Minneapolis and St. Paul have no real subway system. The transit system for this metropolitan area consists chiefly of a bus system which provides good coverage within the city limits and connects busy areas like the downtowns and the U of M campuses. The city had a streetcar network but this was dismantled in the 1950s because a bus system was thought to be more economical. Rail seems to be making a comeback, however, with the recent construction of a light rail line (a sort of compromise between streetcar and subway) with another line currently under construction and a third in planning. Bicycling is especially prominent in Minneapolis/St. Paul: Bike paths are common and all buses and trains are outfitted with bike racks. Biking is especially popular among university students, who (unlike in Munich) usually live within short biking distance of campus. In the suburbs, however, transit coverage is usually spotty and limited to commercial centers. Because of this and the sheer geographic sprawl of the suburbs, residents there are often left with car travel as the only practical option.

It’s been interesting to look at how two different countries, or two different cities, solved the fundamental problem of getting people from one place to another. It’s a sign of how far modern society has come with this task when I can step into a train in one place, step out fifteen minutes and ten kilometers later, repeat this daily with hundreds or thousands of other people and not even give it a second thought most of the time.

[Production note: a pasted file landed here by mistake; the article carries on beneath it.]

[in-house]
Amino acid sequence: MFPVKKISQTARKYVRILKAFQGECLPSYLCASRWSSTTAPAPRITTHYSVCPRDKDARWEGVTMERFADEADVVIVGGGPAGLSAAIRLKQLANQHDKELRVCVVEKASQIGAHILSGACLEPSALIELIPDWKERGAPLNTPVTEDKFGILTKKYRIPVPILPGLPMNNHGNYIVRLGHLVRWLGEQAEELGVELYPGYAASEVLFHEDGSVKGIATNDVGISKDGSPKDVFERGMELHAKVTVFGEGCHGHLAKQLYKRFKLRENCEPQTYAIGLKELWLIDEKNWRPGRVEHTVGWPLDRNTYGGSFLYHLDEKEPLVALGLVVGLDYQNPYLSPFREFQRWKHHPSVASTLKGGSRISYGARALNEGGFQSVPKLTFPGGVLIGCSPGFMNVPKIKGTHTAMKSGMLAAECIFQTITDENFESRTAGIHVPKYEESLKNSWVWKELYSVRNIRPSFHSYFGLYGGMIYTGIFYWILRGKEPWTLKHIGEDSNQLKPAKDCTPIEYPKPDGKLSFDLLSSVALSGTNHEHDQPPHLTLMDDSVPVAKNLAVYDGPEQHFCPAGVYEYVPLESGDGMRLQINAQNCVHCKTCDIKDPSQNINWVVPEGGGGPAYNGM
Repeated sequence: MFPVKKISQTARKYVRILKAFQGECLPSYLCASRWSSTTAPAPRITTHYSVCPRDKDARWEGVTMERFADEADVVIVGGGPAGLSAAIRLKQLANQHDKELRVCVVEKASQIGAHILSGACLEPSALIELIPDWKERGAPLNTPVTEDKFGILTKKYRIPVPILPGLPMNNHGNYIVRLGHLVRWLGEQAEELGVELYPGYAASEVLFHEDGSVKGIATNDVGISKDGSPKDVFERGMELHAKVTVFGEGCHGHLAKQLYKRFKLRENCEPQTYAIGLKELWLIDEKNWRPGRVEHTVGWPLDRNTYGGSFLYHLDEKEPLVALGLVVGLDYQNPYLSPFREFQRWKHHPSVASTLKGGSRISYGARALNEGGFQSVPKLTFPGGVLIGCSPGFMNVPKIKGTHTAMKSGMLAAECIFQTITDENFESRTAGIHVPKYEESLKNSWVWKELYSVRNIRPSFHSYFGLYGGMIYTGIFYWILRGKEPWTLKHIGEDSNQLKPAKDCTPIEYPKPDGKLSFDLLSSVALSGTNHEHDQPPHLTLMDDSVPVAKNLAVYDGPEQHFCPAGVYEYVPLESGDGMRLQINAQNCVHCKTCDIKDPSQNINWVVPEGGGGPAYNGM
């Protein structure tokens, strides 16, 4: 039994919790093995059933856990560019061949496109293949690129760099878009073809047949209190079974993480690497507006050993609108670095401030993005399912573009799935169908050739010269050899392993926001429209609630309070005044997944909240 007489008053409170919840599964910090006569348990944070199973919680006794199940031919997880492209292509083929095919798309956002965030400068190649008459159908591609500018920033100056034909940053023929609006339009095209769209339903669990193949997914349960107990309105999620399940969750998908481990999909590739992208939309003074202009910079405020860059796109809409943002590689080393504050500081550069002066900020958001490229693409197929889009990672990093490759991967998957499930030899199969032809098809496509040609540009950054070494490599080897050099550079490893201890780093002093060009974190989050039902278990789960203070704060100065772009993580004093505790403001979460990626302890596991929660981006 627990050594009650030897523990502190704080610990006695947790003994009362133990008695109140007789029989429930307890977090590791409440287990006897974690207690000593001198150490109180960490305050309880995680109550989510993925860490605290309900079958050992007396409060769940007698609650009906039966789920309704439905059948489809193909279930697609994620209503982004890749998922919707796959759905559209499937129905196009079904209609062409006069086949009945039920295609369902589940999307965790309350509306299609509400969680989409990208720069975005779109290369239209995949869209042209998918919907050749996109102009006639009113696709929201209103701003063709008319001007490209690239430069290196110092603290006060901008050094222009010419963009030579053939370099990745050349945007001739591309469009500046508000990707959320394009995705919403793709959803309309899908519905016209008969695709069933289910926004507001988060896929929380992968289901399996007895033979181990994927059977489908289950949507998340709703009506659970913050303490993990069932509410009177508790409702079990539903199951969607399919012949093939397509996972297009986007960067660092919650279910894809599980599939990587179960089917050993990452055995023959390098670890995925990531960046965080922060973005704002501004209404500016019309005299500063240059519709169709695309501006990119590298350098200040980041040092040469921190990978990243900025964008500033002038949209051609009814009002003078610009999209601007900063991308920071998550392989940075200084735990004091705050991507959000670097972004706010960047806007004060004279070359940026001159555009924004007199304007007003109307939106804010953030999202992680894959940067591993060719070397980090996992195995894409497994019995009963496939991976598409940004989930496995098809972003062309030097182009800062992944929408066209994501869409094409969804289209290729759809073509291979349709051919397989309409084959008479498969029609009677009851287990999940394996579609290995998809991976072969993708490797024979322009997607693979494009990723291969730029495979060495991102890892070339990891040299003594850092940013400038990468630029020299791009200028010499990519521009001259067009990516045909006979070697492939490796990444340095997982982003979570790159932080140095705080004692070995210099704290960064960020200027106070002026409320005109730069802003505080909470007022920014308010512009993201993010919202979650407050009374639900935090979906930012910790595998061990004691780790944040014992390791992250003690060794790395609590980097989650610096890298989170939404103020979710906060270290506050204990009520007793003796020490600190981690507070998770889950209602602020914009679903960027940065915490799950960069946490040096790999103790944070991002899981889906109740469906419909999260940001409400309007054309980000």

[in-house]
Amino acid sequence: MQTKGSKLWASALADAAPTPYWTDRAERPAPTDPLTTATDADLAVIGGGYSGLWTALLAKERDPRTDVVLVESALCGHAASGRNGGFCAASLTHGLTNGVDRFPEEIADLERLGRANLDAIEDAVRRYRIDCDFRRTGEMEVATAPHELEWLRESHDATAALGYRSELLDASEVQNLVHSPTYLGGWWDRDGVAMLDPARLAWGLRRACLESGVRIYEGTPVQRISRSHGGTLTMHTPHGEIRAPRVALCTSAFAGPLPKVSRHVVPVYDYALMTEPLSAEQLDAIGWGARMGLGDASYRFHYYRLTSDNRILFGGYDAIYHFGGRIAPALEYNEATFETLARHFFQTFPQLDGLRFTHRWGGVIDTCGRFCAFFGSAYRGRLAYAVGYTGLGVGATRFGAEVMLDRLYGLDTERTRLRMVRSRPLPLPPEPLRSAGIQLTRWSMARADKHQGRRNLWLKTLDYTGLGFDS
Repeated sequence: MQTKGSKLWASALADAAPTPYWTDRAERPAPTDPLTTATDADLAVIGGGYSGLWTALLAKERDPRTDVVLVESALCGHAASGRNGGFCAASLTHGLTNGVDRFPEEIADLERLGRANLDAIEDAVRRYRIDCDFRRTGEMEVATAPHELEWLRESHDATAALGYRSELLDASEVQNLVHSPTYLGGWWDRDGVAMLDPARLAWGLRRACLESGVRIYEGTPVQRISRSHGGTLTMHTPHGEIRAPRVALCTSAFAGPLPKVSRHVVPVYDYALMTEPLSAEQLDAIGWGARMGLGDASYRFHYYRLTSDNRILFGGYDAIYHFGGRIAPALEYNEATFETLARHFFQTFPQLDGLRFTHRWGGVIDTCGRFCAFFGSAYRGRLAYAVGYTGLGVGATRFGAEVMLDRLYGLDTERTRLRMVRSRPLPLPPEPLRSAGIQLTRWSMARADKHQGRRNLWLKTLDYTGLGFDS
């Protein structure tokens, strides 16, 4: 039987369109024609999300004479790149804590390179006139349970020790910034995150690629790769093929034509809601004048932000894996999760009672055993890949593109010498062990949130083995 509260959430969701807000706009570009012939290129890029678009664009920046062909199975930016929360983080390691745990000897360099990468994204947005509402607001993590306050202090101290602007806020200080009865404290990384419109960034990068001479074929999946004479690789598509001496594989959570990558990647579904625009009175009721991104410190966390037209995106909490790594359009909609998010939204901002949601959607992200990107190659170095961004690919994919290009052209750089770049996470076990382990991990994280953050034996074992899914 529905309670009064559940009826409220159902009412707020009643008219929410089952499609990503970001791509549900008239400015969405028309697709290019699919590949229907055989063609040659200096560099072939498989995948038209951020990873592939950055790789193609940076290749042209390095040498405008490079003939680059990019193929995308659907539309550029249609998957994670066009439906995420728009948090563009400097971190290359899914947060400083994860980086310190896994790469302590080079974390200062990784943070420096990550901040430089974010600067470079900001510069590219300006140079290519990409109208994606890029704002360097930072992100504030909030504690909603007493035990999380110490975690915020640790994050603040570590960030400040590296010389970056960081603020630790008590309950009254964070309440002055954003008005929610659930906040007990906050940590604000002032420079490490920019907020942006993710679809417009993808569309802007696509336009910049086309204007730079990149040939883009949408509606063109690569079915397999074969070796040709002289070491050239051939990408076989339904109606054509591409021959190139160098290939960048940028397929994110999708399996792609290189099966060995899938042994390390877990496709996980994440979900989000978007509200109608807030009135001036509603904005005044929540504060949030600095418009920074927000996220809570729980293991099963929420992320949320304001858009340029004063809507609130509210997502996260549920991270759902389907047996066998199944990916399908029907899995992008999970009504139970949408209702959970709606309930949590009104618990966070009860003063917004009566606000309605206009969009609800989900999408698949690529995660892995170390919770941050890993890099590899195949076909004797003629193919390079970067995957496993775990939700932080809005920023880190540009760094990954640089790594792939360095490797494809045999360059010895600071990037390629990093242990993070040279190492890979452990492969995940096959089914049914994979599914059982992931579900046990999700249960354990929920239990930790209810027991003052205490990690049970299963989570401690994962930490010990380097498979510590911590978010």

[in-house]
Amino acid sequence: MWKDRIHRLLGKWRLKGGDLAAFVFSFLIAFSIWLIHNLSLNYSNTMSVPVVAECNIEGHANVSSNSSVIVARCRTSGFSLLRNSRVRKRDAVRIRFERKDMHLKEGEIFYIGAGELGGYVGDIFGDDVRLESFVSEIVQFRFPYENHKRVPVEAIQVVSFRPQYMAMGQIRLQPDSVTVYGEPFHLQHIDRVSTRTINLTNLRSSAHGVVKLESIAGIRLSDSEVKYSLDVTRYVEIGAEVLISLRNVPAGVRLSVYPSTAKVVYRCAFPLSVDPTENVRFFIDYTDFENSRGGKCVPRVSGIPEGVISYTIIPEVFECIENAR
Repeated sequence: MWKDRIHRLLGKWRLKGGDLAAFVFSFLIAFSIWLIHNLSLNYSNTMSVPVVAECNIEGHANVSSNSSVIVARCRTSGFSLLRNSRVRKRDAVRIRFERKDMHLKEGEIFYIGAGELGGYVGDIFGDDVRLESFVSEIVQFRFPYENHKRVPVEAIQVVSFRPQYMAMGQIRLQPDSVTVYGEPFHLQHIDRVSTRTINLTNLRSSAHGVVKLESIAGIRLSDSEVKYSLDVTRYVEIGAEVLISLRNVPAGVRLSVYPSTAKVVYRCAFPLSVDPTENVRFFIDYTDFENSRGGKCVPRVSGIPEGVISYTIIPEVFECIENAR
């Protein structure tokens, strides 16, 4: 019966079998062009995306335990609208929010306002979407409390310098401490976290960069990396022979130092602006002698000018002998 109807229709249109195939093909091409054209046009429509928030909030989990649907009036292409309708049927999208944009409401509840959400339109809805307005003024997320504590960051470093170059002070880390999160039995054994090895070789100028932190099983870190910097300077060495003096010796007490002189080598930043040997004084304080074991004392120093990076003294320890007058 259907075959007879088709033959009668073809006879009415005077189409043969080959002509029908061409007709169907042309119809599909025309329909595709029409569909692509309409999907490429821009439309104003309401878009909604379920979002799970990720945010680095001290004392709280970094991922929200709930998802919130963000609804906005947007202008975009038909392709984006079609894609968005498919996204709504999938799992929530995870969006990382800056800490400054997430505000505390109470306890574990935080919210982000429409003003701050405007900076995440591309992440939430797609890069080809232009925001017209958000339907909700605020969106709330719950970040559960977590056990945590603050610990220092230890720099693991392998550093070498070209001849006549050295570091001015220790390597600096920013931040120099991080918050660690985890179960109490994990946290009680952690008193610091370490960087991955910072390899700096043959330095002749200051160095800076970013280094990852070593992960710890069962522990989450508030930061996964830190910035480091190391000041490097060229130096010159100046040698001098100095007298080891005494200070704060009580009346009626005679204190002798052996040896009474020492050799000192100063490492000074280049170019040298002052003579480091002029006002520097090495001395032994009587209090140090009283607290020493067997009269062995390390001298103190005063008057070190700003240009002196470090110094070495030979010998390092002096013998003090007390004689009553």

Emily: Trainride daydream

October 8, 2011

It was no shock to anyone that Emily had neglected her blog for well over a month.  Always jumping around…quite like a flea.  And in her defense, quite like a flea with a pedigree pup on her plate; too enthralled with wandering through the thicket of fine hair, too busy burrowing beneath the scales of skin to sip on sweet nectar, and often too frazzled by the jarring movements of her host to sit back with pen and paper and reflect…and more often than not, this flea thought…”I am just a simple flea that no one should take interest in, and having no thumbs I can’t begin to imagine how I might use a pen…”  Scholars maintain that the written language of Fleagli has been lost for generations; in fact…however, I digress…

Oct 2nd, 2011. On another sweaty afternoon, Emily found herself on another train.  Sharing a compartment intended for eight passengers with twelve other adults and one baby (rather doped up on opium), she was wedged between a rusty arm rest and a rather plump woman in a sea green sari.  Her arm accumulating the sweat of the lumpy lady, the family opposite her showing no sign of relent in their staring, she attempted to escape.  Out the window, past the plethora of squatters shitting on the side of the tracks, past the bicycles and rickshaws accumulating at the railroad crossing, her mind transported her through time and space…to fresh air…on a mountain side…